There is no single way of interpreting Shakespeare: here we propose some recent survey volumes, all of which introduce a range of interpretative methods and frameworks and offer extensive suggestions in turn for further reading. Finally, we highlight some specific critical works to which we find ourselves returning for their acumen and provocation.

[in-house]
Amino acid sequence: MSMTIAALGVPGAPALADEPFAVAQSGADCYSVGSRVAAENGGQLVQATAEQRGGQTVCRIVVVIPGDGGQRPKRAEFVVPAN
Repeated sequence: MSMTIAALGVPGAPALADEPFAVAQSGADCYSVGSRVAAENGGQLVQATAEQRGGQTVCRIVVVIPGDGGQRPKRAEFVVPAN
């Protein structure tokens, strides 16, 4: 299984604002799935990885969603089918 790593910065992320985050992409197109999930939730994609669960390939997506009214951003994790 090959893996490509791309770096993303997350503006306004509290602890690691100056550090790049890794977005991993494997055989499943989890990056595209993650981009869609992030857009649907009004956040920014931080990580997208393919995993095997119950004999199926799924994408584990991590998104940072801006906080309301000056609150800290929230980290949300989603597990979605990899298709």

There are any number of guides to Shakespeare: particularly useful are Robert Shaughnessy’s The Routledge Guide to William Shakespeare (2011), which works through the plays and their historical, theatrical, and critical contexts; Stanley Wells and Lena Cowen Orlin’s Shakespeare: An Oxford Guide (2003), which tries to set out, with detailed examples, different interpretative approaches; and The New Cambridge Companion to Shakespeare (2011), edited by Margreta de Grazia and Stanley Wells, which covers different historical and critical aspects and has good suggestions for further reading. Russ McDonald collects significant twentieth-century criticism in his Shakespeare: An Anthology of Criticism and Theory, 1945–2000 (2003). There are two excellent series, the Oxford Shakespeare Topics (Oxford University Press) and Arden Critical Companions (Arden, Bloomsbury), giving up-to-date interventions in a range of topics, from biography to religion to literary theory. Works such as Dympna Callaghan (ed.), A Feminist Companion to Shakespeare (2000), Sonia Massai (ed.), World-Wide Shakespeares: Local Appropriations in Film and Performance (2005), and Ania Loomba and Martin Orkin (eds.), Post-Colonial Shakespeares (1998), give a sense of how the field has changed. We, and our students, love Doing Shakespeare, Simon Palfrey’s brilliant book of close reading (2nd edn., 2011); Marjorie Garber’s collection of provocative essays, Profiling Shakespeare (2008), is similarly lively. Michael Neill’s Putting History to the Question: Power, Politics and Society in English Renaissance Drama (2000) offers lucid, humanely historicist arguments.